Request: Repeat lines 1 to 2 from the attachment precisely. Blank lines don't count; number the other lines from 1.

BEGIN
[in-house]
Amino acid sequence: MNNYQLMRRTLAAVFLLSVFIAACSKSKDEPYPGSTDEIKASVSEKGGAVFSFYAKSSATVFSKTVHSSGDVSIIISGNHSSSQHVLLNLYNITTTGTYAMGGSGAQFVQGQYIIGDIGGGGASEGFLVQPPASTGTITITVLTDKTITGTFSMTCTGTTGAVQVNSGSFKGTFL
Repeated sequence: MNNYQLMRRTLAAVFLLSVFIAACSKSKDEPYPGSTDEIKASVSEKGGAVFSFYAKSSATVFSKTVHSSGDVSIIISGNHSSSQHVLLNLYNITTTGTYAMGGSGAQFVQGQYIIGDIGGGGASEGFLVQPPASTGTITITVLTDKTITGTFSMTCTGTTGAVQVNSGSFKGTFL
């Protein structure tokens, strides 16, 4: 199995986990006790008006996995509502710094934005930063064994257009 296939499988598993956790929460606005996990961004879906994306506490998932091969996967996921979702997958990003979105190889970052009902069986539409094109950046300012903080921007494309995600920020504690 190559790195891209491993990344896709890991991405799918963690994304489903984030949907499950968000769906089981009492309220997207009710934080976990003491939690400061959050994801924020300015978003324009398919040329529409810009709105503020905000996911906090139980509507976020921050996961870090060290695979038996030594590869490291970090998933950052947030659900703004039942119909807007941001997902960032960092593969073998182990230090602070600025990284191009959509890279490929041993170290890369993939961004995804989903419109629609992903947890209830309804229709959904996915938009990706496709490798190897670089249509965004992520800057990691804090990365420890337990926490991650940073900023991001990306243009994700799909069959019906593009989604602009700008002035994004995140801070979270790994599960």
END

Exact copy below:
[in-house]
Amino acid sequence: MNNYQLMRRTLAAVFLLSVFIAACSKSKDEPYPGSTDEIKASVSEKGGAVFSFYAKSSATVFSKTVHSSGDVSIIISGNHSSSQHVLLNLYNITTTGTYAMGGSGAQFVQGQYIIGDIGGGGASEGFLVQPPASTGTITITVLTDKTITGTFSMTCTGTTGAVQVNSGSFKGTFL